15 Soothing Recipes to Make If You Have a Cold
Feel a cold coming on? Or maybe your nose is already running, your throat is sore, and you have a hacking cough. Sadly, there's no fast cure for the common cold, but the following recipes should ease your sniffles and may shorten your suffering.
The soup-as-medicine myth has been around for—well, about as long as there have been grandmothers and soup. What's more, studies show that hot soup appears to reduce cold symptoms and boost your immune system (thanks, Grandma). Chicken soup, with or without noodles, is what most people rely on. You can make it quickly using rotisserie chicken or slow-simmer it while you bundle up on the couch and binge-watch Netflix. And even if the soup doesn't directly fight illness, doctors have a couple of good reasons for recommending it: Steam helps to relieve sinus inflammation and soothe your throat, while salty liquids can help keep you hydrated.
Another tried-and-true way to ease a cold? That cup of hot tea your mom probably suggested (we like it with a squeeze of lemon and a spoonful of honey). This age-old soother is great for sniffles and stuffiness, and again, the steam will help. Hot liquids are said to help loosen secretions in the chest and sinuses, making them easier to expel. Hot tea, whether caffeinated or a herbal brew, can provide relief from chills, coughs, sneezing, sore throats, and that annoying drippy nose. Remember, the same drink at room temperature does not provide the same relief—drink your tea hot for the most anti-cold benefits.
The old adage "feed a cold, starve a fever" has some truth to it, too. By eating, you encourage the production of the T helper1 immune cell that helps to fight viral infections. The trouble is that most people don't really feel like eating when they have a cold—for one thing, you can't taste or smell food properly. Try sticking to light meals like soup, an easy-to-eat rice dish like kitchari, or fresh, bright citrus.
Test Kitchen's Favorite Fire-Cider Tonic
Apple cider vinegar infused with everything good—ginger, garlic, chiles, cinnamon, lemon, peppercorns, rosemary, horseradish, onion, orange, and honey—takes 21 days to steep but will last you all through flu season.
Yellow mung dal (split mung beans) combine with warming spices and loads of vegetables to make a restorative, savory one-pot porridge.
This is the classic chicken soup recipe you've been craving. Simmer a whole chicken with aromatics and root vegetables and let the results warm your heart.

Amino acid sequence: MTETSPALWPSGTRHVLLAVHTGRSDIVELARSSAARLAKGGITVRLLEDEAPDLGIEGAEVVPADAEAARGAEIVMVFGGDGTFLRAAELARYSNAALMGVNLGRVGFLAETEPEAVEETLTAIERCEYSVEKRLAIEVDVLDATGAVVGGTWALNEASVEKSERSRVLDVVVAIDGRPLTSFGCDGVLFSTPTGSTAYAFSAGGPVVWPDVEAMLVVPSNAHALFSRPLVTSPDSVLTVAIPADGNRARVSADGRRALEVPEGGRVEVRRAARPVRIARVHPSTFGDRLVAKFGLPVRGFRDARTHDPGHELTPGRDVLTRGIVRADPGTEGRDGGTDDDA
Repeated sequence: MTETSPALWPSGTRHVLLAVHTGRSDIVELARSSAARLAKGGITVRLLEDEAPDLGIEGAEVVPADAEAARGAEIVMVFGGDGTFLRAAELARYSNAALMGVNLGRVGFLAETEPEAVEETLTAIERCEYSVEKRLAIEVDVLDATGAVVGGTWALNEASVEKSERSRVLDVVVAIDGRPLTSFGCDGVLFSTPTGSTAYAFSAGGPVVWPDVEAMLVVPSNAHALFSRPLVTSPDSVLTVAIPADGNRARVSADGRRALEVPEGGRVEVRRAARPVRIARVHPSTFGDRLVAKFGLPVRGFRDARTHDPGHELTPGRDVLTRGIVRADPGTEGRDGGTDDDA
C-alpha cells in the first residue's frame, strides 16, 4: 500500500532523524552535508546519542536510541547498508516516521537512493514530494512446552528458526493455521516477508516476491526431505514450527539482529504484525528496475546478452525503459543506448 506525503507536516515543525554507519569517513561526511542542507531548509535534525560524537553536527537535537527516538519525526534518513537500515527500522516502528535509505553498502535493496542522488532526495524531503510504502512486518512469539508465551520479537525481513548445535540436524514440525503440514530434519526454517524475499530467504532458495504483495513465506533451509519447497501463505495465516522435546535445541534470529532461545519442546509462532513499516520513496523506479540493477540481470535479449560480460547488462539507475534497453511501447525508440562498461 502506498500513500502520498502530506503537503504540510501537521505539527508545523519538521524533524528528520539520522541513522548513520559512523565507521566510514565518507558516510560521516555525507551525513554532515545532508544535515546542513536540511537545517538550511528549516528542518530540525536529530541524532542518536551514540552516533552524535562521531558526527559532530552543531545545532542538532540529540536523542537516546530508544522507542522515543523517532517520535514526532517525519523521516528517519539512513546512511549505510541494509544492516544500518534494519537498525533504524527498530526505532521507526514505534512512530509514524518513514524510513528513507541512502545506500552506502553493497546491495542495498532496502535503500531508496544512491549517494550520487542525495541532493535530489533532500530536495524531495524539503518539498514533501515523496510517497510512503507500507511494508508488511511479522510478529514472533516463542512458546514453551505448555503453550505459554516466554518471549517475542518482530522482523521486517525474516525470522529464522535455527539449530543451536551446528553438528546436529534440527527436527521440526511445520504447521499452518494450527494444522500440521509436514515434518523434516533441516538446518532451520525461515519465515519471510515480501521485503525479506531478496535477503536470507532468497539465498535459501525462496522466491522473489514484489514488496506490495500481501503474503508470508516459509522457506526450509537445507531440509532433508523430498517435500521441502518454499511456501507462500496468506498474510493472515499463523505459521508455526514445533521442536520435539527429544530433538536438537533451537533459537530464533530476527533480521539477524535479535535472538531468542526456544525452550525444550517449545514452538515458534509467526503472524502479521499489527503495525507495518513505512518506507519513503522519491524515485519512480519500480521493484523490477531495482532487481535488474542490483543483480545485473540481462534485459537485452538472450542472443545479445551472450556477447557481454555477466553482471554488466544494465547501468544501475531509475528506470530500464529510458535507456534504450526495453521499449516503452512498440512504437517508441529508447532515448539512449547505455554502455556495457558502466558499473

Remember what Mom (and the doctor) said—drink lots of fluids! Get your hydration and your vitamins all at once with this lightly sweetened beverage of lemon, lime, and orange juices.
Asian Chicken and Chili Soup
Soy sauce, hot chili sauce, watercress, and scallions dial up the savory flavors of this soothing shortcut chicken soup.
Turmeric and Lemon "Tea"
The good news: This quick and easy brew of turmeric, honey, lemon, and cayenne will have you feeling better in no time. The even better news? Everything you need to make it is probably already in your kitchen!
One-Pot Chicken Noodle Soup
When your head's too stuffy to even think about spending all day in the kitchen, turn to this genius one-pot chicken noodle soup that's ready in just over an hour.
Green Tea with Lemon and Pomegranate
Add pomegranate seeds to green tea for an antioxidant extravaganza. Lemon and honey add a just-right balance of flavors.
Harness turmeric's super anti-inflammatory properties in this invigorating, fizzy tonic.
Chicken Broth Elixir
When someone says, "Let food be thy medicine" they're probably talking about this marvelous restorative broth perfect for sipping throughout cold and flu season.
Citrus Salad with Cashews and Mint
Get your Vitamin C the all-natural way, with this bright and refreshing mix of grapefruit, clementines, kiwi, and mint.
Matzo Ball Soup
Just like Bubbe used to make, homemade chicken broth brims with fluffy, stick-to-your-ribs matzo balls. You'll be feeling better in no time!
Load up on Vitamin C while you soothe a sore throat with homemade grapefruit, tangerine, and tangelo sorbets.
30 Clove Garlic Soup
Garlic is known as the "poor man's penicillin" but you'll feel like you're in the lap of luxury when you dip your spoon into this rich and velvety soup.
Chicken Voodle Soup
A zucchini a day keeps the doctor away! Quick and easy chicken soup gets an extra dose of vegetables when you toss in spiralized squash in place of noodles.